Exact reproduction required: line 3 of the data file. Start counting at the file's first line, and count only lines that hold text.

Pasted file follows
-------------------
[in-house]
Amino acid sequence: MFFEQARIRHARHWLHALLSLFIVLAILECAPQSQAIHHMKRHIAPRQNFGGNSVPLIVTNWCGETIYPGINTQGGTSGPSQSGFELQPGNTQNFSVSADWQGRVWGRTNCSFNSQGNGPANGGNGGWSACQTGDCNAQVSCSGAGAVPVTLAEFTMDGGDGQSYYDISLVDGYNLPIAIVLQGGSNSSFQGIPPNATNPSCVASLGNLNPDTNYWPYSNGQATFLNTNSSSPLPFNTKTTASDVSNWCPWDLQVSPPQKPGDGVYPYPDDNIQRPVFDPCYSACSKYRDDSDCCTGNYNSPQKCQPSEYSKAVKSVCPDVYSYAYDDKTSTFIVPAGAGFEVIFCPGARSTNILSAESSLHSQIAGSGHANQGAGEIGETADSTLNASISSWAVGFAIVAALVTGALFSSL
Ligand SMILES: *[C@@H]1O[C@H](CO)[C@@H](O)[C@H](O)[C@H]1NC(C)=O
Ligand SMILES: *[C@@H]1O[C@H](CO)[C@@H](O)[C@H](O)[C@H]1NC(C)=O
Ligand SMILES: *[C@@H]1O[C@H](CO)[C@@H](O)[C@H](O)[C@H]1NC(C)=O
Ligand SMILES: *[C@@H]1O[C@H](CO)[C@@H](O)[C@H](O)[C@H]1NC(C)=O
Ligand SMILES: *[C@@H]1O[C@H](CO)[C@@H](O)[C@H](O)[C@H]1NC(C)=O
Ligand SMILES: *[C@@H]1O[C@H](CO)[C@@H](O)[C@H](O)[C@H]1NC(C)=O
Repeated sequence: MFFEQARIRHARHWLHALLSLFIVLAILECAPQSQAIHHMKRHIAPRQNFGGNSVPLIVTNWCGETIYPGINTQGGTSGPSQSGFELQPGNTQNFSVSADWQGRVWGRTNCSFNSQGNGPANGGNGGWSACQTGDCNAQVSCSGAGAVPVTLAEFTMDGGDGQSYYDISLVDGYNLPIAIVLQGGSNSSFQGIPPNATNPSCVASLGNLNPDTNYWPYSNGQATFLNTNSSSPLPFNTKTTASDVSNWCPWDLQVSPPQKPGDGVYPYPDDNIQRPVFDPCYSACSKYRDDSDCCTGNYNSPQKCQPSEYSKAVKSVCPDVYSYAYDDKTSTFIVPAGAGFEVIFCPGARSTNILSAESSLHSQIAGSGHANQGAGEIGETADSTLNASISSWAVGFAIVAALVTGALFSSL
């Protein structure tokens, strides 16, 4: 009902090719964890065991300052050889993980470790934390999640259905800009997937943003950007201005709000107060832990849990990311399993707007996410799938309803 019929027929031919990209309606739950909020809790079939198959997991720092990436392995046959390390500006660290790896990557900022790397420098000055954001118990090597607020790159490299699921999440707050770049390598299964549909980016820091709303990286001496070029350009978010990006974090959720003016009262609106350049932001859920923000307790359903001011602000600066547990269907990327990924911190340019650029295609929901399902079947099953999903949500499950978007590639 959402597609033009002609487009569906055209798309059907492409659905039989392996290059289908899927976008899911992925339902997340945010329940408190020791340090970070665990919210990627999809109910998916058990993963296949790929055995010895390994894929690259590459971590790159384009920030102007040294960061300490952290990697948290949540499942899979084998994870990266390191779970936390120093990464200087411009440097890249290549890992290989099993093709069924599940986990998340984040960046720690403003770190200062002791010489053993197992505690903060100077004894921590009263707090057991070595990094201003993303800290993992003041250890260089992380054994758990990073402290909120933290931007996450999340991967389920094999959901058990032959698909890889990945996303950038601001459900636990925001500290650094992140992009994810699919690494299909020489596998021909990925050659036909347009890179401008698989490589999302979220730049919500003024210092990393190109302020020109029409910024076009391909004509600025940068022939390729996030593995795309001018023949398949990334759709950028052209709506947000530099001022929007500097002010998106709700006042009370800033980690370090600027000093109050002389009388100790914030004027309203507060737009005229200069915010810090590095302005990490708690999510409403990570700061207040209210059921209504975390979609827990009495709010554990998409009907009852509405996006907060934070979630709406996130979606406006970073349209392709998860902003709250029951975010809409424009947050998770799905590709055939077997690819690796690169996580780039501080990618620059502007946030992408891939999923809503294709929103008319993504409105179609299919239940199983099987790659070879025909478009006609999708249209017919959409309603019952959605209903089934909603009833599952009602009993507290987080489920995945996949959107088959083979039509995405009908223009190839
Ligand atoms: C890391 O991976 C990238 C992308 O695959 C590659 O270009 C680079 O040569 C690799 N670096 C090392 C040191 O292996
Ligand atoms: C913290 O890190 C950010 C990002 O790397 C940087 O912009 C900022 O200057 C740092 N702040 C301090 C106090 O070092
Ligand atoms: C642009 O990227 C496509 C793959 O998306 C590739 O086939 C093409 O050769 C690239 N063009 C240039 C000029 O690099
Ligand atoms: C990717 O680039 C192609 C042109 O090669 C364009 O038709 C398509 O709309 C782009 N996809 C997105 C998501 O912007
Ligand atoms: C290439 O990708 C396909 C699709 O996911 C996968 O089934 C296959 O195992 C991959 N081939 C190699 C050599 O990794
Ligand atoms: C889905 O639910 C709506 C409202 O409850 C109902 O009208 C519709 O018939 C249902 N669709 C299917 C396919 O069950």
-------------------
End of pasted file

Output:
Ligand SMILES: *[C@@H]1O[C@H](CO)[C@@H](O)[C@H](O)[C@H]1NC(C)=O